I met last week with a long time client. I've known this guy pretty much forever: He is experienced, smart, thorough and very tough. Very. He doesn't tolerate poor performance, incomplete knowledge or lame excuses. He is always blunt, and proficient with profanity. Several construction companies, and more than one EllisDon person, have found him too difficult to work with.
What I really quite like about him is that he will hand it out, but he can take it too. He will yell at you, but is quite happy if you yell right back, as long as you have your facts straight. In fact, he gets angry if you don't yell back. Several years ago, during a particularly testy phone call, I lost my temper and really let him have it. When I paused after a reasonably lengthy and possibly profane diatribe, he asked "Are you finished?" I said no, and kept going. Then he launched a rebuttal that had everything except subtlety. A couple of weeks later I ran into him at a meeting and said a friendly hello, and he was responded the same way. Somebody asked, incredulously, "Isn't this the first time you guys have talked since the big screaming match?" and we said "Yeah, so?". There are lots of stories, this is just one.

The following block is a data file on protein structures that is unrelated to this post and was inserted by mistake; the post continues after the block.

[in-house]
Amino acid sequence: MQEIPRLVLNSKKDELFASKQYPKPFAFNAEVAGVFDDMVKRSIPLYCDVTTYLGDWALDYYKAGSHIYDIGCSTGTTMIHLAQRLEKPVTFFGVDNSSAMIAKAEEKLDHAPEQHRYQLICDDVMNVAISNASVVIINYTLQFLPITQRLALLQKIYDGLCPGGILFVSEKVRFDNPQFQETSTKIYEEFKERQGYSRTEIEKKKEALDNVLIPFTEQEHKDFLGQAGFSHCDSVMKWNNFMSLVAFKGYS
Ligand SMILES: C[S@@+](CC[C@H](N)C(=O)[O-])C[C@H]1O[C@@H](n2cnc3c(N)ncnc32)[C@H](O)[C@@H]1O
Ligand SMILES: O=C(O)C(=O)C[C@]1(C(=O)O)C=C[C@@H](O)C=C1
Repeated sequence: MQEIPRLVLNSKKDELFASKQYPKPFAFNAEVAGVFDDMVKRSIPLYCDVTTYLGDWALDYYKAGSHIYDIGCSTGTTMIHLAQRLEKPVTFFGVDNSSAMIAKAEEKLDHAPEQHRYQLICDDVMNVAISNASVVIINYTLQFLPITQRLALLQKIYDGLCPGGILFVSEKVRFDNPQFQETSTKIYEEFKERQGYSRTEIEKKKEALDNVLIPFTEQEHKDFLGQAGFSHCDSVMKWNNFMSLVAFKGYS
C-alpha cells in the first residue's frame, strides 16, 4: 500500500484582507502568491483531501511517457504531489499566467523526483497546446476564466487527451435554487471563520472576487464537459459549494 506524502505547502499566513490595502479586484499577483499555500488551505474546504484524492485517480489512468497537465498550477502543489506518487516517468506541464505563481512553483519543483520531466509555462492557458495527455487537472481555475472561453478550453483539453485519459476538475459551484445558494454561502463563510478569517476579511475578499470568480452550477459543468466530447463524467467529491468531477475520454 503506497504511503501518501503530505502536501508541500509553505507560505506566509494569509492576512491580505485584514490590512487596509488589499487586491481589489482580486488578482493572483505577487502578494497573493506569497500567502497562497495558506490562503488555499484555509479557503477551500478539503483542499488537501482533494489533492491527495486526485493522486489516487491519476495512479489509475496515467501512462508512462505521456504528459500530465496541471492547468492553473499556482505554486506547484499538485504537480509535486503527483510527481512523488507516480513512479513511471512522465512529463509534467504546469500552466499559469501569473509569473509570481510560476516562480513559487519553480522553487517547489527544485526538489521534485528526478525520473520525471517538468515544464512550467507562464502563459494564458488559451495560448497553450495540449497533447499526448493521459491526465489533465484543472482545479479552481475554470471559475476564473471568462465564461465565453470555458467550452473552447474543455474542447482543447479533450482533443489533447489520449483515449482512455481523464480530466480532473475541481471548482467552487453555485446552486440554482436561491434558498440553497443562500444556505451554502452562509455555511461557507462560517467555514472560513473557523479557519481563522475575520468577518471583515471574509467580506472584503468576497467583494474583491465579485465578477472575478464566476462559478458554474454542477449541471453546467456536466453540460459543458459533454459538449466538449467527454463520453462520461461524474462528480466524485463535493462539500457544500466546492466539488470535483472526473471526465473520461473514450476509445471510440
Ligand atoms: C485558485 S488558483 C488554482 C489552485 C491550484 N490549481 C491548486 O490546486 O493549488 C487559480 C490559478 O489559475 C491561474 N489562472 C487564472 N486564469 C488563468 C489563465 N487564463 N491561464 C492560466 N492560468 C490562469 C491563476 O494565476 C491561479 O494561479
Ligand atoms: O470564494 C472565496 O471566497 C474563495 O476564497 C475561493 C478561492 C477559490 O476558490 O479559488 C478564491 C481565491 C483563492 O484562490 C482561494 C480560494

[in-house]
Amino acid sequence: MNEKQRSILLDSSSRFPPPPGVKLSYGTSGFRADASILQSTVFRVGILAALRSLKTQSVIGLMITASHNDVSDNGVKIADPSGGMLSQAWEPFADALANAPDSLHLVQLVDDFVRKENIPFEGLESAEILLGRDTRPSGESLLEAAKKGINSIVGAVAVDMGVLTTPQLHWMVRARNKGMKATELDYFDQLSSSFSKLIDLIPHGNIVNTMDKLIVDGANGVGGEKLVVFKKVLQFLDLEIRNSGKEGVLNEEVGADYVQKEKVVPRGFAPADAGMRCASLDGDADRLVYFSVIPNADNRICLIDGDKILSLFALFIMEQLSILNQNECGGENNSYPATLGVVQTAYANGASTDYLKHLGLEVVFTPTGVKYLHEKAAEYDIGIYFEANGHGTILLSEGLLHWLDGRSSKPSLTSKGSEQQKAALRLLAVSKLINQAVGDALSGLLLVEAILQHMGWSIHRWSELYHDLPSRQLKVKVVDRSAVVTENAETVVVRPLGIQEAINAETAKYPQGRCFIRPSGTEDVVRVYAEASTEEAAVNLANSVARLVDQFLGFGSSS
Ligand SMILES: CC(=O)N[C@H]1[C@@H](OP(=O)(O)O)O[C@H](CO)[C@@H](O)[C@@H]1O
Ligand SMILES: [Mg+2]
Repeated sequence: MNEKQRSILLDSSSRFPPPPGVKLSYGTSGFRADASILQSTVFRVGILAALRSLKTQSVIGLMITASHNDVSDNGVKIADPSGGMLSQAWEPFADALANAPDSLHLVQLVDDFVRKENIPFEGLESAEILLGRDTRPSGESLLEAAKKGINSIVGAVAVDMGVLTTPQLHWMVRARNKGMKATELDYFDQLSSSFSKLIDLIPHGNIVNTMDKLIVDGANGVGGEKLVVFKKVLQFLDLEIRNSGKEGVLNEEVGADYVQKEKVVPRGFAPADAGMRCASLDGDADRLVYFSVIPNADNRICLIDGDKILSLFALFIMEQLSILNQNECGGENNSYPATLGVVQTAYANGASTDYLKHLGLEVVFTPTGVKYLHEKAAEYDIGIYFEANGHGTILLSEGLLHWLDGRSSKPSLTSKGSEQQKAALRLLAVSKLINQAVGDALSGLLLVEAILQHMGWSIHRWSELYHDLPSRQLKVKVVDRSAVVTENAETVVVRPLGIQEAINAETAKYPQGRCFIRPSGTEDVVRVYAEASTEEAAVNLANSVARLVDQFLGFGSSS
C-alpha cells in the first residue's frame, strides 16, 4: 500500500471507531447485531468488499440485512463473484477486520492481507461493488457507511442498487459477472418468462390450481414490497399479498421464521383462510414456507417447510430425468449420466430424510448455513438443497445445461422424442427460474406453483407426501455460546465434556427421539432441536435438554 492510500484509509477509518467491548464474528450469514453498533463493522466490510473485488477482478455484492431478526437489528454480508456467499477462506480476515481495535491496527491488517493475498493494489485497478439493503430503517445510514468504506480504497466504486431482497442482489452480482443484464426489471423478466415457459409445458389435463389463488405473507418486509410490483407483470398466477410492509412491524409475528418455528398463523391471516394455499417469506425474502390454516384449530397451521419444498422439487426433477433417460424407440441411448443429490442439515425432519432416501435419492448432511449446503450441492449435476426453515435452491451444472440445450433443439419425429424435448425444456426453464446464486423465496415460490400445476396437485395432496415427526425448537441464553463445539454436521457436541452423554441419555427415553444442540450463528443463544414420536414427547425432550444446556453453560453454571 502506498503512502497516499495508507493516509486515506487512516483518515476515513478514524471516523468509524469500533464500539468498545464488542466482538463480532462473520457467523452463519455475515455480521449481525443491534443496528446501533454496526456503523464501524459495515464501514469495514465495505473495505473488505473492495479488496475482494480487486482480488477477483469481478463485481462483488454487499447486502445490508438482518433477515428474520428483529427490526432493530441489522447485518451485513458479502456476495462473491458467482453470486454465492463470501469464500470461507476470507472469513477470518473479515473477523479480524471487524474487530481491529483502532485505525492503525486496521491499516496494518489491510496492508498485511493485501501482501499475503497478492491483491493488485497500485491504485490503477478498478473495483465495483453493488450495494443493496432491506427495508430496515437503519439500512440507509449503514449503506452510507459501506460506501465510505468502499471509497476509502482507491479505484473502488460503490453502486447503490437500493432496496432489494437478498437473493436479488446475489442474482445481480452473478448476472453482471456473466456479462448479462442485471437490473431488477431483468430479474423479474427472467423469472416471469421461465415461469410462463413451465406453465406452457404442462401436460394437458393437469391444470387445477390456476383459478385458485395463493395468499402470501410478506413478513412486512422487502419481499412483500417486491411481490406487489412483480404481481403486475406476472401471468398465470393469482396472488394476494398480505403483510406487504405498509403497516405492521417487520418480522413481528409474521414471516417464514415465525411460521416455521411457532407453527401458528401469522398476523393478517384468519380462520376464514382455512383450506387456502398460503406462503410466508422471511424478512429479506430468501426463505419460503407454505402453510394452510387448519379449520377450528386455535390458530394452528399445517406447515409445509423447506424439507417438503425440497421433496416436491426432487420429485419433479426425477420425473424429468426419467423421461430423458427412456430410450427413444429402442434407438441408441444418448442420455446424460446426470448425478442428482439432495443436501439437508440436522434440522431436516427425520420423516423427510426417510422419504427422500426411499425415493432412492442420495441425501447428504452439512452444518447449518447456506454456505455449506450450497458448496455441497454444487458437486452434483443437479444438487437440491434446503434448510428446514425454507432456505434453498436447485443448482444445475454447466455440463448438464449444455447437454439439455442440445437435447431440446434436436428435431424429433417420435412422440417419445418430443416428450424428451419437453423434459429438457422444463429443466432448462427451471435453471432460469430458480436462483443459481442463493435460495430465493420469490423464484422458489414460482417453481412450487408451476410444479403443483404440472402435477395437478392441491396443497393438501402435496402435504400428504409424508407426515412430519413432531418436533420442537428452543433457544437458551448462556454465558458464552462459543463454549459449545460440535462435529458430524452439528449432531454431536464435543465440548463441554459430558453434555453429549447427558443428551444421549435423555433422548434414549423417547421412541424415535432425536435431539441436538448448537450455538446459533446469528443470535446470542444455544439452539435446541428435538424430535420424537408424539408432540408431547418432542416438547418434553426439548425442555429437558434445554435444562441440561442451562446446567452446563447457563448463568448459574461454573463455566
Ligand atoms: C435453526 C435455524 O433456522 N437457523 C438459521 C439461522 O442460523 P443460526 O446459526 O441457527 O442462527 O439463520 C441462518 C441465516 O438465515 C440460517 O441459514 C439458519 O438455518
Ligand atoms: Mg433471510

Of course, I have no other client relationships like this one; that's the point I'm struggling to make: The relationship is the entire thing. Out of that twenty year caldron of relentlessness and pressure, we've developed more than mutual respect, we are good friends. He is part of what I really enjoy about my work and my life, even when he is pounding us, even when my blood pressure spikes when he gives work to someone else and simply says 'Sharpen up'. When we met last week, before we got down to the issues at hand, we spontaneously talked about how much we've enjoyed our careers, what we've been able to accomplish, and how much there is still to do, together. Very different, very alike, two aging warriors finally forced to crack a smile. (We didn't hug, but there's still time.)
I was sort of smiling to myself about all that afterward, and it occurred to me that in my various conversations with my three sons about the life's 'important stuff', I have never talked to them about 'leadership', or even 'accomplishment', they will make those decisions themselves. But I have tried to tell them what it took me too long to learn: Relationships are everything, they are your entire life. And be careful, because you just never know. I certainly never knew.
Thanks for reading.